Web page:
- The book discussed the Marquet having an experience on an earlier submarine and the captain of that submarine gives him the opportunity to do the training he wanted, which helped him become more curious and ask more questions. Once Marquet became captain of the Santa Fe, he felt empowered and wanted to share that feeling with his sailors on the Santa Fe and allow the sailors to feel empowered and to get them involved and to take ownership – “I intend to” attitude.
- As an organization, we discuss the overall morale, the team building environment and how to build a better business atmosphere for our employees. One of our challenges is building a companywide culture, both emotionally and in our processes. Our biggest challenge is maintaining morale while we are trying to continue integrating companies into a super-regional corporation.
- The captain mentioned, “I intend to” in the book. He instilled into his sailors that everything they do should have intent. Additionally, it increases the morale, overall teamwork, empowering and encouraging employees to make decisions.
- One organization has an action committee that meets about the corporate culture and investigates ways to enhance the culture. This organization uses manager-tools.com/podcasts as a tool to increase one-on-one interactions from supervisors to reports and this method is a more friendly meeting type. It has changed the corporate culture like something ferocious. It has been an outstanding tool. There has been more buy-in and support from every level of people in the office and throughout the company. People know where they are, what is coming at them, and created relationships between coworkers and their supervisor that helps breakdown barriers within the culture.
- A big frustration is the ability for the workers to communicate back to the bosses and for the bosses to communicate the right message for the workers. We went through an acquisition and we had to merge two companies together. The toughest thing was opening the lines of communication so that everyone knew where we were going and that one side of the business is no more important than the other side of the business – everything is equally important. One thing we have done is OPR: Operational Performance Review. Management sits down with their direct reports and goes through the OPR. It is kind of a review process, but at the same time, it is also about goals and the employee gets to tell the management team what their expectations are for the year, and the management team gets a chance to tell the employee what their expectations are for the year so everyone can be on the same page. Going through this process has been very successful – it has really helped with the morale of the company. In addition, if you get your OPR filled out and turned in within a certain amount of time, the company does something special (gift card, personal holiday to take at your discretion, etc.). It is sometimes the little stuff, which is a good incentive to complete the OPR and participate. It has been very successful in opening up that communication between employees and the management team.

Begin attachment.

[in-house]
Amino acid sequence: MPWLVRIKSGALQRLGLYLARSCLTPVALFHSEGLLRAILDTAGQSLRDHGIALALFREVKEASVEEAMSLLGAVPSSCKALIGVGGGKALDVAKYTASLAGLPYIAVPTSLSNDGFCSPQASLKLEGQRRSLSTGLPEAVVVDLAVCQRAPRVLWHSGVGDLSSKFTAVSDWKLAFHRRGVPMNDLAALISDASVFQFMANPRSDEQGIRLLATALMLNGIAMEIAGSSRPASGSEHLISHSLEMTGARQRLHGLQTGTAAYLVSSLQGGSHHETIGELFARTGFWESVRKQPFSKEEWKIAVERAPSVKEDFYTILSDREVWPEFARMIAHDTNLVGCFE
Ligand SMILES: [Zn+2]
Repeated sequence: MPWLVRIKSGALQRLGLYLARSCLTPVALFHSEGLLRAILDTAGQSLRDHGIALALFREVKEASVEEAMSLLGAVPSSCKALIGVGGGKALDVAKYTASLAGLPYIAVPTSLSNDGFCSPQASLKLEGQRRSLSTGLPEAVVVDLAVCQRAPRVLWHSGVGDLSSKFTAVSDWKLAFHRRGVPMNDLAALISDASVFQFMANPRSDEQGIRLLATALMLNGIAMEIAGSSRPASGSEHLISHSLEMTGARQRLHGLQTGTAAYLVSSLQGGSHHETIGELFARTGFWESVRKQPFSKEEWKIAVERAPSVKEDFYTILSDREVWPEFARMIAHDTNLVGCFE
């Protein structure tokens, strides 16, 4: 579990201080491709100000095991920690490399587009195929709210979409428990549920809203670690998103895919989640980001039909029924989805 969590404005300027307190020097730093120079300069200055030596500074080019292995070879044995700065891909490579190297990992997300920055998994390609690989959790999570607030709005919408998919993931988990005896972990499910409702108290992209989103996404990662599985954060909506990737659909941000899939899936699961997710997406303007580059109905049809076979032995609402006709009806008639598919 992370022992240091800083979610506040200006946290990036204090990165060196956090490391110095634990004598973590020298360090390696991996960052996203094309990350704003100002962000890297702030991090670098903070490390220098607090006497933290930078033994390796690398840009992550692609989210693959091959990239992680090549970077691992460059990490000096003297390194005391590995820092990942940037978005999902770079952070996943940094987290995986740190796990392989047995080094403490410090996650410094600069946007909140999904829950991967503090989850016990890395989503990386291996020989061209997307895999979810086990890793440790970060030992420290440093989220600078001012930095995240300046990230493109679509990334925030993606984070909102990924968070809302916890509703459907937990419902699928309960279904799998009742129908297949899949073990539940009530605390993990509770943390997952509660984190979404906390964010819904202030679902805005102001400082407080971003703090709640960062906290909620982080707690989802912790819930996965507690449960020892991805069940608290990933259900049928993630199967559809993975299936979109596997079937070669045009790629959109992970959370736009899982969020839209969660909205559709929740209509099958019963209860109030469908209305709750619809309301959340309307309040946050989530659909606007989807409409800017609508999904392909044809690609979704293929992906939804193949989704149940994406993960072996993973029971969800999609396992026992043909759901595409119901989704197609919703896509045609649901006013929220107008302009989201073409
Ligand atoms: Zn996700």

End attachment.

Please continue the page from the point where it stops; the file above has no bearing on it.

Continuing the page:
- One-to-one communication is key in addition to more recognition of individuals. It’s important for management to know the people that work for us – to know their first and last name and a little bit about them. This is a key goal to increase two-way communication.
Interested in joining the PSA Leadership Book Club? Contact Julie Rolles at firstname.lastname@example.org
Book summary above was taken from the original book cover.